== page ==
Sweet piece of battlefield terrain with many set up options. The custom design allows me to make it as I see fit, while the materials used make it very light for easy storage.

What materials do I need?
This could be an article all on its own, but instead I'll break it up by project phase. I bought all this stuff at Michaels for about $120, but keep in mind I have tons of leftovers. So actual price is probably closer to $50 in materials used. Most of that is the plaster cloth so if you figure out a cheaper alternative or source go for it. Time was a bigger factor for me than cost as I am on holidays now and have the mental tolerance for this project.

Any key techniques?
So far: Plastering, drilling wood, patience, planning ahead, all basing techniques on a larger scale, liquid green stuff work, drybrushing, priming...alright, you need to apply every single element of the hobby here. I won't lie to you. This is the Captain Planet of hobby projects.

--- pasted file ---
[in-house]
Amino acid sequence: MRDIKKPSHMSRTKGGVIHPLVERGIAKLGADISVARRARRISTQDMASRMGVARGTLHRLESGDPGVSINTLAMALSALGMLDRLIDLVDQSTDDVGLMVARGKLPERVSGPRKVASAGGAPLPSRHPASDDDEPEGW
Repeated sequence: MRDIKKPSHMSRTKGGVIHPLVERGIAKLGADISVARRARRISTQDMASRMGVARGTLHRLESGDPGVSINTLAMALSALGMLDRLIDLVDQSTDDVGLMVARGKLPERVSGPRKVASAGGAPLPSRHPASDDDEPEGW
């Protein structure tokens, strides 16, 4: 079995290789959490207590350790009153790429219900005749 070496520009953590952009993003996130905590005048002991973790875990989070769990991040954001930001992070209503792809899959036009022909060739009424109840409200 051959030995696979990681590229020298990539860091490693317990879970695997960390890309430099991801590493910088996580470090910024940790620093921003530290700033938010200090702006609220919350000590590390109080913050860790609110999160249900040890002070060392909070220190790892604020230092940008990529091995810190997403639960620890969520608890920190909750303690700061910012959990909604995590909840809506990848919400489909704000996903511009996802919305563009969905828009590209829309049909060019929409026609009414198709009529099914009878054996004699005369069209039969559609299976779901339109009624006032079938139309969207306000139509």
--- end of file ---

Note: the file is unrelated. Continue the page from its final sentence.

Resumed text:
How long will it take me?
This is a side project and it's experimental so I have been working on it for several months. I'm sure it could be done over a couple of weeks. Maybe even a weekend if there wasn't so much drying time involved.

  • electric drill with something like a 1/8" drill bit (estimate)
  • a crap hobby knife for some dirty work
  • hobby clippers
  • scissors 
  • old brushes

Phase 1 Materials - Structure and plaster
  • round wooden discs slightly smaller than terminator bases (-50mm)
  • light wood rod about the thickness of drill bit (or wooden BBQ skewers)
  • 22 gauge florist wire (150 feet of it)
  • two 11" x 14" foam pads (estimate)
  • a brick of dry foam (green florist foam, not the harder plastic version or the softer spongy ones you water...Goldilocks test it)